Probiotic brews: Where to get locally-made kombucha and kefir in Singapore

Photos: Kombynation Co./Facebook, Teapulse/Facebook & GetYocha/Facebook
Photos: Kombynation Co./Facebook, Teapulse/Facebook & GetYocha/Facebook

Kombucha and kefir aren’t exactly trendy new millennial discoveries, though there’s been a growing fascination with the fermented drinks in recent years. Of late, a wave of local makers has swept through Singapore too, surfacing home brewers and homegrown brands that preach the good gut news of probiotics.

If you’re new to both digestive aids, just know that kombucha is a sweetened, slightly fizzy tea that’s been fermented with cultures called SCOBYs (symbiotic culture of bacteria and yeast). Meanwhile, kefir refers to a fermented milk drink that’s similar to, but not as thick, as yogurt. There’s also a non-dairy version made with water kefir grains, which is popular among vegans and people who are lactose intolerant.

Think of ‘em as tasty beverages that, while on the pricey side, are way better for you than your regular bubble tea or soda. Said health benefits include improved gut health, stronger immunity, detoxification, and reduced bloating.

So to get started (or to continue on your journey of finding your favorite kombucha/kefir), check out these local brewers below.


 

Craft & Culture

Photo: Craft & Culture
Photo: Craft & Culture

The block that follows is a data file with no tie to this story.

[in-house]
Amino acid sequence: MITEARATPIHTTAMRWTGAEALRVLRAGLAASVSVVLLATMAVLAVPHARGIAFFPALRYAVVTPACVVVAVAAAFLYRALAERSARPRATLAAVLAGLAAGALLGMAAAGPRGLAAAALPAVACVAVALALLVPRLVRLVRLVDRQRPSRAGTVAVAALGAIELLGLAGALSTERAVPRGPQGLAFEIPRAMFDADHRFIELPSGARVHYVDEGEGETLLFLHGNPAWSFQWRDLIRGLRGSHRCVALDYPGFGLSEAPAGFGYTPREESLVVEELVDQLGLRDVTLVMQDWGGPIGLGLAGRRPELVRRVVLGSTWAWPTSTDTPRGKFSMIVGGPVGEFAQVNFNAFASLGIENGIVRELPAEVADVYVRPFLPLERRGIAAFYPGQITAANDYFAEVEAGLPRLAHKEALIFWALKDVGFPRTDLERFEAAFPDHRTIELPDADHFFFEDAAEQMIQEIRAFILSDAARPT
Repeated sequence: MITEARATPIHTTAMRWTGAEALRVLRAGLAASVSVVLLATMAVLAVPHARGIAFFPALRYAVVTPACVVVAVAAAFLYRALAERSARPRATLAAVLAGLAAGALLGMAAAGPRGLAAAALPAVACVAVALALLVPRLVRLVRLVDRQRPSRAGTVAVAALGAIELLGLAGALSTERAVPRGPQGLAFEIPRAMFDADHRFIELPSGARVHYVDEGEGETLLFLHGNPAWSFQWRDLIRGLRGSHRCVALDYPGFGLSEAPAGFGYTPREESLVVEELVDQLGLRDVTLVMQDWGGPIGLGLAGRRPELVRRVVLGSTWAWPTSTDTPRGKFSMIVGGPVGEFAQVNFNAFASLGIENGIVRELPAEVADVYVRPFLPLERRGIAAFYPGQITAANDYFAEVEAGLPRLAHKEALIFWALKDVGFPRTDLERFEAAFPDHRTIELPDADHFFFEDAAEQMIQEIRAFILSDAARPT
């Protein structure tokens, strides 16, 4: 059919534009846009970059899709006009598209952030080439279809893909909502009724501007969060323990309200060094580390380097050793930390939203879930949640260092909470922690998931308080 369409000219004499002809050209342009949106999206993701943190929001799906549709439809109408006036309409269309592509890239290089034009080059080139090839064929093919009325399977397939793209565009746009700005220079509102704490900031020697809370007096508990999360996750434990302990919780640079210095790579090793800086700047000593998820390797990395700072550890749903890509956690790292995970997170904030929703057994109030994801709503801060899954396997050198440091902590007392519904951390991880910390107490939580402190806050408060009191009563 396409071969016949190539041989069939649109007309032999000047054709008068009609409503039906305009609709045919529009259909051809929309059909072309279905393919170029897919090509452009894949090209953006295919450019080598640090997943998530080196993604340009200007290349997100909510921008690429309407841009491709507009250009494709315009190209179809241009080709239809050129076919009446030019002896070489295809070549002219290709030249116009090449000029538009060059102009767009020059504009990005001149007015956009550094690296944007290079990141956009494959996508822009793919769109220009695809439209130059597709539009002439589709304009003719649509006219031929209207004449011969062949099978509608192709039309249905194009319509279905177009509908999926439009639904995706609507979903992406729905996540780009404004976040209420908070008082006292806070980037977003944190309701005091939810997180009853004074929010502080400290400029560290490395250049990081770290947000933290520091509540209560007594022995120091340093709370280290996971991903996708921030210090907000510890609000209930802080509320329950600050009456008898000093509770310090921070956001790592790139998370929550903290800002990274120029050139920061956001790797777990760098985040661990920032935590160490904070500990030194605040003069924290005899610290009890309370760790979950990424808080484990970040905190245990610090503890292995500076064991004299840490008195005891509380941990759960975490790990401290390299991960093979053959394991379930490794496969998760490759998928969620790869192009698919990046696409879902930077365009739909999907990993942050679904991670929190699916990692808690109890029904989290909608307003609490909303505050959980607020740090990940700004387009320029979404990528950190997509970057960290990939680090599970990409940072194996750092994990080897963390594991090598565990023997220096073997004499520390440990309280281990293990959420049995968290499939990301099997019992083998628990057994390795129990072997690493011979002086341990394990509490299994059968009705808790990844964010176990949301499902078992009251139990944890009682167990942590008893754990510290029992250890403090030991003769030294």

Craft & Culture may only be a couple years old, but its co-founding duo have more than a decades’ worth of brewing experience between them. With backgrounds in biomedical sciences and engineering, they’re both pros at their respective specializations – Winnie in kombucha and Zhiwei in kefir – which makes it easier for customers to order both types of drinks from the same source.

Here, the kombucha ($6.50/250ml) is made with black tea, cane sugar, water, and cultures, and it’s a mildly tart, slightly fizzy beverage in its original form. You can also mix it up with flavors like ginger chia, lychee, strawberry lemonade, and other seasonal blends.

As for the milk kefir ($6.50/250ml), it finds a smooth middle ground between yogurt and Yakult – except it’s chock full of loads more probiotic bacteria strands. Just like plain yogurt, the tangy original option may not be the easiest to consume (though you can sweeten it with fruit or granola), but variations like blueberry and mango are so tasty, you’ll find yourself looking forward to guzzling each bottle.

Available for orders online.

 

Fizzicle

Photo: Fizzicle/Facebook
Photo: Fizzicle/Facebook

Founder Melissa Mak is known among the local home brewing circle as the creator of SG Fermentation Friends, and what started as a 2015 Facebook group interested in probiotics has since led her to create Fizzicle.

Here’s where it differs slightly from kombucha.

Fizzicle is touted as the only producer of junboocha, which is said to be the healthier sister, since it’s made with raw wildflower honey instead of sugar. The brand concocts the good stuff in flavors ($7.50-$8.50/270ml) like pink guava, passion fruit with mint, and a deliciously potent ginger rendition. Still, its original Number 1, blended with more than 10 ingredients, remains the most sought-after as the easiest to drink.

You can also try the immunity booster made of Earl Grey and Trigona honey for times when the flu bug goes around, or the lovely, caffeine-free Calmboocha blend consisting of green rooibos, rose buds, blueberries, cinnamon, and lavender. It’s so soothing and pleasantly sweet that we could sip on all day.

Available for orders online and at stockists like Scoop Wholefoods, The Social Space, and Gallery & Co.

 

Kombynation

Photo: Kombynation Co./Facebook
Photo: Kombynation Co./Facebook

Kombynation’s founders discovered their love for kombucha in Europe, and subsequently took advantage of their background in biological sciences to recreate it in Singapore.